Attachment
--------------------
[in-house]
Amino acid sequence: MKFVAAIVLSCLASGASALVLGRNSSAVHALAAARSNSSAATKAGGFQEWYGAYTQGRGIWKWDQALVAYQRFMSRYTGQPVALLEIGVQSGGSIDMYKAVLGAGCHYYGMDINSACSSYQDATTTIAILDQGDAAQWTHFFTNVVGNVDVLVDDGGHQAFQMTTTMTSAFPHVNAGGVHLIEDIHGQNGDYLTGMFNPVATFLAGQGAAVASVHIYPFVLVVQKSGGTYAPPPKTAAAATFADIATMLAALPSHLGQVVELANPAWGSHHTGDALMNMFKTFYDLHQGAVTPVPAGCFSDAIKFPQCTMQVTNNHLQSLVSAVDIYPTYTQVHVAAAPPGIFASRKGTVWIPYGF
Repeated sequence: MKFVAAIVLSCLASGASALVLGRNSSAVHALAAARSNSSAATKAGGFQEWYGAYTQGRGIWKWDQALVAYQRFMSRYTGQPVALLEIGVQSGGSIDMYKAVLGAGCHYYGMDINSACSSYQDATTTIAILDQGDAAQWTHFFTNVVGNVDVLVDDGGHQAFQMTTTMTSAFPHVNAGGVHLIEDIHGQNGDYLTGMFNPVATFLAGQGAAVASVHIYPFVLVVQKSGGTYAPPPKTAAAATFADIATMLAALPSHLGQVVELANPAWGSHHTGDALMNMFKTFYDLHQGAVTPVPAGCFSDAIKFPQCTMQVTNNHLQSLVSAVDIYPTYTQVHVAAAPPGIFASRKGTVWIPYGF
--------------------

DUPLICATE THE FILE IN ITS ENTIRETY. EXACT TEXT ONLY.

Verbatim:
[in-house]
Amino acid sequence: MKFVAAIVLSCLASGASALVLGRNSSAVHALAAARSNSSAATKAGGFQEWYGAYTQGRGIWKWDQALVAYQRFMSRYTGQPVALLEIGVQSGGSIDMYKAVLGAGCHYYGMDINSACSSYQDATTTIAILDQGDAAQWTHFFTNVVGNVDVLVDDGGHQAFQMTTTMTSAFPHVNAGGVHLIEDIHGQNGDYLTGMFNPVATFLAGQGAAVASVHIYPFVLVVQKSGGTYAPPPKTAAAATFADIATMLAALPSHLGQVVELANPAWGSHHTGDALMNMFKTFYDLHQGAVTPVPAGCFSDAIKFPQCTMQVTNNHLQSLVSAVDIYPTYTQVHVAAAPPGIFASRKGTVWIPYGF
Repeated sequence: MKFVAAIVLSCLASGASALVLGRNSSAVHALAAARSNSSAATKAGGFQEWYGAYTQGRGIWKWDQALVAYQRFMSRYTGQPVALLEIGVQSGGSIDMYKAVLGAGCHYYGMDINSACSSYQDATTTIAILDQGDAAQWTHFFTNVVGNVDVLVDDGGHQAFQMTTTMTSAFPHVNAGGVHLIEDIHGQNGDYLTGMFNPVATFLAGQGAAVASVHIYPFVLVVQKSGGTYAPPPKTAAAATFADIATMLAALPSHLGQVVELANPAWGSHHTGDALMNMFKTFYDLHQGAVTPVPAGCFSDAIKFPQCTMQVTNNHLQSLVSAVDIYPTYTQVHVAAAPPGIFASRKGTVWIPYGF